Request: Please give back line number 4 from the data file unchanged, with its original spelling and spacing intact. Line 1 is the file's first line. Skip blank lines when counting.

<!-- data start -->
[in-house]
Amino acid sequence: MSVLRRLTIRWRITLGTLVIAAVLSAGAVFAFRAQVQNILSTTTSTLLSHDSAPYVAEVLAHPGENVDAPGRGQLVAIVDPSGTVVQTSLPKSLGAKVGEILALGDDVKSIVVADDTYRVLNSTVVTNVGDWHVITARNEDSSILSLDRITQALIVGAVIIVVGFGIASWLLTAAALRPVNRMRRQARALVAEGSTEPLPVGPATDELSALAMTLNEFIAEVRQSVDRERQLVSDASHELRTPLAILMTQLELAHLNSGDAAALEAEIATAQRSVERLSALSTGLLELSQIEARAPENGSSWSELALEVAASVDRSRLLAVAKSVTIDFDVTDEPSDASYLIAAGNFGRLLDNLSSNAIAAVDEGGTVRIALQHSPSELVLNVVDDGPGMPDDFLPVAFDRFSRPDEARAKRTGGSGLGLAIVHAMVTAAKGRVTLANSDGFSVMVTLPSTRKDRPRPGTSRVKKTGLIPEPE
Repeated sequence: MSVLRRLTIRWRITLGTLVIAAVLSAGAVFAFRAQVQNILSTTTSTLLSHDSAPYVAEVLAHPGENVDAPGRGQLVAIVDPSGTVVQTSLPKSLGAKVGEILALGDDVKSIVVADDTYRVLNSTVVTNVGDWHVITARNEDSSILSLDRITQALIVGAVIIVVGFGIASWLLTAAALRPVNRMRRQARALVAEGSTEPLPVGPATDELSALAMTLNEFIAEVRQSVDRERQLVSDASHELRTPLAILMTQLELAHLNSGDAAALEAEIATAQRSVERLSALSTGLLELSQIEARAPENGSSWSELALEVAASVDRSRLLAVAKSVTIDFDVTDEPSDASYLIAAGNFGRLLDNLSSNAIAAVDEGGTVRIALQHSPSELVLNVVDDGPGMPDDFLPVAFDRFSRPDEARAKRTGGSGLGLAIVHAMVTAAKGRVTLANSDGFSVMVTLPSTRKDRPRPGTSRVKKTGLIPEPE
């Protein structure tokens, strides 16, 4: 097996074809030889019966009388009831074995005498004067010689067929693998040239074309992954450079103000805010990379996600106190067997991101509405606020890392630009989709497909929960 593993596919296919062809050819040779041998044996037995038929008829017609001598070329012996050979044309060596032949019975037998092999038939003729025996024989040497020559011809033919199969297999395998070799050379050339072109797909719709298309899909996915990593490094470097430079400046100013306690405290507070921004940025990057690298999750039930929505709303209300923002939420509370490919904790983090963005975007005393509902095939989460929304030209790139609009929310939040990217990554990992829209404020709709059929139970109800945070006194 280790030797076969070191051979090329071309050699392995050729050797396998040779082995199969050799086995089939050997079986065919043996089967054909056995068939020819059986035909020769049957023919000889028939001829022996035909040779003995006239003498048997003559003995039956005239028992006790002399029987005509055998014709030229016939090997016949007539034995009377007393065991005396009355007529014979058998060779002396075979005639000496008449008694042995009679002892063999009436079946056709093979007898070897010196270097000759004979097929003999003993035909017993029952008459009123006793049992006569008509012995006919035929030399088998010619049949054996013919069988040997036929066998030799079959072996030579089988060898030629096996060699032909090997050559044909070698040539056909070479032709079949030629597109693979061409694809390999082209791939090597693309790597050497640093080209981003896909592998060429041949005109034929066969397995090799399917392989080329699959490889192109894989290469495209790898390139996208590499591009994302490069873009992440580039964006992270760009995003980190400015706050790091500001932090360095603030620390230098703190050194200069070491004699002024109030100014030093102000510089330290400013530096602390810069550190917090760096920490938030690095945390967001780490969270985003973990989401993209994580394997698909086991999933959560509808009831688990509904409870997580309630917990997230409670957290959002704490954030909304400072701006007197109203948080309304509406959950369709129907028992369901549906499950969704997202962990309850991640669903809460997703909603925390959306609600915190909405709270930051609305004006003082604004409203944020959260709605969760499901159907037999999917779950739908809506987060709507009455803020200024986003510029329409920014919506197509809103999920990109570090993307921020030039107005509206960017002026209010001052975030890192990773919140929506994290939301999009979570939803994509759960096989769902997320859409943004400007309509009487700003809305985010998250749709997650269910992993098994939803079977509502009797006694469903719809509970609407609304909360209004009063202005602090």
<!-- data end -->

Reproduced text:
């Protein structure tokens, strides 16, 4: 097996074809030889019966009388009831074995005498004067010689067929693998040239074309992954450079103000805010990379996600106190067997991101509405606020890392630009989709497909929960 593993596919296919062809050819040779041998044996037995038929008829017609001598070329012996050979044309060596032949019975037998092999038939003729025996024989040497020559011809033919199969297999395998070799050379050339072109797909719709298309899909996915990593490094470097430079400046100013306690405290507070921004940025990057690298999750039930929505709303209300923002939420509370490919904790983090963005975007005393509902095939989460929304030209790139609009929310939040990217990554990992829209404020709709059929139970109800945070006194 280790030797076969070191051979090329071309050699392995050729050797396998040779082995199969050799086995089939050997079986065919043996089967054909056995068939020819059986035909020769049957023919000889028939001829022996035909040779003995006239003498048997003559003995039956005239028992006790002399029987005509055998014709030229016939090997016949007539034995009377007393065991005396009355007529014979058998060779002396075979005639000496008449008694042995009679002892063999009436079946056709093979007898070897010196270097000759004979097929003999003993035909017993029952008459009123006793049992006569008509012995006919035929030399088998010619049949054996013919069988040997036929066998030799079959072996030579089988060898030629096996060699032909090997050559044909070698040539056909070479032709079949030629597109693979061409694809390999082209791939090597693309790597050497640093080209981003896909592998060429041949005109034929066969397995090799399917392989080329699959490889192109894989290469495209790898390139996208590499591009994302490069873009992440580039964006992270760009995003980190400015706050790091500001932090360095603030620390230098703190050194200069070491004699002024109030100014030093102000510089330290400013530096602390810069550190917090760096920490938030690095945390967001780490969270985003973990989401993209994580394997698909086991999933959560509808009831688990509904409870997580309630917990997230409670957290959002704490954030909304400072701006007197109203948080309304509406959950369709129907028992369901549906499950969704997202962990309850991640669903809460997703909603925390959306609600915190909405709270930051609305004006003082604004409203944020959260709605969760499901159907037999999917779950739908809506987060709507009455803020200024986003510029329409920014919506197509809103999920990109570090993307921020030039107005509206960017002026209010001052975030890192990773919140929506994290939301999009979570939803994509759960096989769902997320859409943004400007309509009487700003809305985010998250749709997650269910992993098994939803079977509502009797006694469903719809509970609407609304909360209004009063202005602090």